Experimental feature

Listen to this article

Experimental feature

Music may be the food of love but it is also a tool for retailers to shape our choices, research indicates. Two marketing professors from CUHK Business School and Hong Kong UST Business School, have found that sounds completely unrelated to products can direct consumer preferences.

The article, by Hao Shen and Jaideep Sengupta and published in the Journal of Consumer Research, shows that when people are deciding between adjacent goods on a supermarket shelf, an unrelated sound - such as a store announcement or music - “can enhance preferences for packaged products located in that direction”.

The professors conducted five experiments to test the implications of strategically placed noises on consumer choice. Even though sounds were irrelevant to the products - in terms of content and their non-visual nature - people showed preference to goods placed towards the source of the noise.

The reason for this, the authors write, is that “an auditory signal cannot only bias visual attention toward itself, but it thereby also enhances preferences for visually processed targets in that direction.” Consumers’ attraction to products located in the direction of these sounds is therefore involuntary.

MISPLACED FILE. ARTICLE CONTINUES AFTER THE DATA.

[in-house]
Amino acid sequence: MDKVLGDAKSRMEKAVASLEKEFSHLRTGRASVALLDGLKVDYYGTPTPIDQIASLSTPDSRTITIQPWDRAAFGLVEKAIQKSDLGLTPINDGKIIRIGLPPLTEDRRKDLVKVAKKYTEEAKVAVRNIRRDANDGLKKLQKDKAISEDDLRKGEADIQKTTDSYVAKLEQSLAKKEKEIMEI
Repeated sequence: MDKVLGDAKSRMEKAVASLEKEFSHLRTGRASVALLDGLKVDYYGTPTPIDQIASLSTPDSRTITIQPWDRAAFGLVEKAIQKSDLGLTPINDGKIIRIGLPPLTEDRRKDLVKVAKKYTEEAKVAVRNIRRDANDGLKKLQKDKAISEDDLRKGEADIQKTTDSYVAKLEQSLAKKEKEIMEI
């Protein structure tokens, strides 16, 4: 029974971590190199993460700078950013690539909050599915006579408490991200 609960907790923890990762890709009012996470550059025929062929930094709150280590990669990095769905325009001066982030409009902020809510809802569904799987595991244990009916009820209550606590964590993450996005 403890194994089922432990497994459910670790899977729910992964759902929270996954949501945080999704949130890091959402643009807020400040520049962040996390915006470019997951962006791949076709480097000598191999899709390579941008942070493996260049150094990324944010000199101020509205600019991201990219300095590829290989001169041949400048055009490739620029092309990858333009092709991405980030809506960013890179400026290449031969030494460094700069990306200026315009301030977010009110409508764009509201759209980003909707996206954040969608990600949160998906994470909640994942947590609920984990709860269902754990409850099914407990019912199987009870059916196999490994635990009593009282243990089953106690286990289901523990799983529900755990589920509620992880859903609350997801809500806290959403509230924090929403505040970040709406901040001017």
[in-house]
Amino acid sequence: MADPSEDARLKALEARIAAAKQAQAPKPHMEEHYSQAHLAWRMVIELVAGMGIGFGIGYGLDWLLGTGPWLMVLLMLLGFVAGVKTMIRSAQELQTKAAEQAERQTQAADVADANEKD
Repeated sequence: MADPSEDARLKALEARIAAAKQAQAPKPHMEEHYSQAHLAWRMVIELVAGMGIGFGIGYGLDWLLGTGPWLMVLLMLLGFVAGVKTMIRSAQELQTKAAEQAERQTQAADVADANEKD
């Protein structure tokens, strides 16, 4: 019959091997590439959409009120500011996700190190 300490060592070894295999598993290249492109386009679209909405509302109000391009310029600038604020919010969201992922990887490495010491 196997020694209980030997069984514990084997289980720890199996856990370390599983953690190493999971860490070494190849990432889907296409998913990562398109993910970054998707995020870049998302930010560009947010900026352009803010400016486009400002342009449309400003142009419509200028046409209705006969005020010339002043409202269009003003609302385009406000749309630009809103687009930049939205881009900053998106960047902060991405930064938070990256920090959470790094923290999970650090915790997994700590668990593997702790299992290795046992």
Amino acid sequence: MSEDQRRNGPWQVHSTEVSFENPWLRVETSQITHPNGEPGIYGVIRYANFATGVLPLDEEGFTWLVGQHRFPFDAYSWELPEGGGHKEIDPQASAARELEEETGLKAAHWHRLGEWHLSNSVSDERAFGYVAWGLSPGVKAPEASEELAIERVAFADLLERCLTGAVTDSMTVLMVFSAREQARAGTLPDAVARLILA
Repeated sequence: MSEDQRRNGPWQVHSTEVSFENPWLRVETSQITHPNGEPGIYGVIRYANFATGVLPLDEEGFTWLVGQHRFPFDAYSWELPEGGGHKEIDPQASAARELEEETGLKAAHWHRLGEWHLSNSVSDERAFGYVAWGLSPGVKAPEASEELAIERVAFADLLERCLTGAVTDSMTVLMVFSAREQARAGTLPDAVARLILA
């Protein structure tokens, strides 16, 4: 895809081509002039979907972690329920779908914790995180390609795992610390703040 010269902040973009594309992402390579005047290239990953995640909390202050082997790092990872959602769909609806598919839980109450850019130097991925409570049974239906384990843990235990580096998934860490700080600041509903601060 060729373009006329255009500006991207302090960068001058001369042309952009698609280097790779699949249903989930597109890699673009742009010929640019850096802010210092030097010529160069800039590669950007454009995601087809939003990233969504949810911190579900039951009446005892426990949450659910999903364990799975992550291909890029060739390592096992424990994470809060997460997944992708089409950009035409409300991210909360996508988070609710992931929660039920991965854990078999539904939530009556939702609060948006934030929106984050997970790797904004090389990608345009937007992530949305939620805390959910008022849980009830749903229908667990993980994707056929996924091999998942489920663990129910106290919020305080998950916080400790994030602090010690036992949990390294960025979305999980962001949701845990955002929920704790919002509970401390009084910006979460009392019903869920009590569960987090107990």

Reflexive redirection of visual attention can be overcome by people consciously avoiding the sounds, the professors write. Indeed, when the sound is unpleasant or threatening, people voluntarily shift their preference away from products in that direction. However, the study found that unpleasant sounds only lower product perceptions when played for a sufficient length of time.

The professors conclude that their research could be applied by salespeople in discussion with a consumer who is deliberating over two options. “Even if the chat has nothing to do with the products in question, the consumer is likely to end up paying more visual attention to the option that is located near the salesperson and, therefore, will be more likely to choose it.”

Get alerts on Business education when a new story is published

Copyright The Financial Times Limited 2018. All rights reserved.

Follow the topics in this article